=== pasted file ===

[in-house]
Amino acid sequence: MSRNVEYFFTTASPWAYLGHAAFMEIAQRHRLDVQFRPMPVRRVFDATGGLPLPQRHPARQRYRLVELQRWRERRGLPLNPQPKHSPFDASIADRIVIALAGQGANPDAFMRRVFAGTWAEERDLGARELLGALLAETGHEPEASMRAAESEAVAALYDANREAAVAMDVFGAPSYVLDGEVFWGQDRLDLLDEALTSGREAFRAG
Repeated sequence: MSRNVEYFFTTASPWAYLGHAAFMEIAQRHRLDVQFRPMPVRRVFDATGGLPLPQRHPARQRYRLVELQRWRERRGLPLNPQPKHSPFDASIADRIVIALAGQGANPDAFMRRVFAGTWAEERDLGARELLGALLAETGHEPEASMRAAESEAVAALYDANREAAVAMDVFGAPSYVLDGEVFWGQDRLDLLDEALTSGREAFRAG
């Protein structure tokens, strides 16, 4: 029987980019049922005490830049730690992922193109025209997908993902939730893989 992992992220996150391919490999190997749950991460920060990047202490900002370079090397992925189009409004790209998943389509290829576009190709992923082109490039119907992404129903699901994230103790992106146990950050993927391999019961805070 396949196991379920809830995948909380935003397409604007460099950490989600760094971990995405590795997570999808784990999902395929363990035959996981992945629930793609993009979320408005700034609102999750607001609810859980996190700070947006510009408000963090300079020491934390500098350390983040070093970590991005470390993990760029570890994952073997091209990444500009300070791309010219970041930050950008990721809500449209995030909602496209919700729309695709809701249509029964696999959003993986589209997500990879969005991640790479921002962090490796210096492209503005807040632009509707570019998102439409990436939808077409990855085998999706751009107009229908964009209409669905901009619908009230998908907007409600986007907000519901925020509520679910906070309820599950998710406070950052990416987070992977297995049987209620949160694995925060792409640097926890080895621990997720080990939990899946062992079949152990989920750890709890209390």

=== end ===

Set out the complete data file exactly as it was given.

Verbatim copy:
[in-house]
Amino acid sequence: MSRNVEYFFTTASPWAYLGHAAFMEIAQRHRLDVQFRPMPVRRVFDATGGLPLPQRHPARQRYRLVELQRWRERRGLPLNPQPKHSPFDASIADRIVIALAGQGANPDAFMRRVFAGTWAEERDLGARELLGALLAETGHEPEASMRAAESEAVAALYDANREAAVAMDVFGAPSYVLDGEVFWGQDRLDLLDEALTSGREAFRAG
Repeated sequence: MSRNVEYFFTTASPWAYLGHAAFMEIAQRHRLDVQFRPMPVRRVFDATGGLPLPQRHPARQRYRLVELQRWRERRGLPLNPQPKHSPFDASIADRIVIALAGQGANPDAFMRRVFAGTWAEERDLGARELLGALLAETGHEPEASMRAAESEAVAALYDANREAAVAMDVFGAPSYVLDGEVFWGQDRLDLLDEALTSGREAFRAG
């Protein structure tokens, strides 16, 4: 029987980019049922005490830049730690992922193109025209997908993902939730893989 992992992220996150391919490999190997749950991460920060990047202490900002370079090397992925189009409004790209998943389509290829576009190709992923082109490039119907992404129903699901994230103790992106146990950050993927391999019961805070 396949196991379920809830995948909380935003397409604007460099950490989600760094971990995405590795997570999808784990999902395929363990035959996981992945629930793609993009979320408005700034609102999750607001609810859980996190700070947006510009408000963090300079020491934390500098350390983040070093970590991005470390993990760029570890994952073997091209990444500009300070791309010219970041930050950008990721809500449209995030909602496209919700729309695709809701249509029964696999959003993986589209997500990879969005991640790479921002962090490796210096492209503005807040632009509707570019998102439409990436939808077409990855085998999706751009107009229908964009209409669905901009619908009230998908907007409600986007907000519901925020509520679910906070309820599950998710406070950052990416987070992977297995049987209620949160694995925060792409640097926890080895621990997720080990939990899946062992079949152990989920750890709890209390």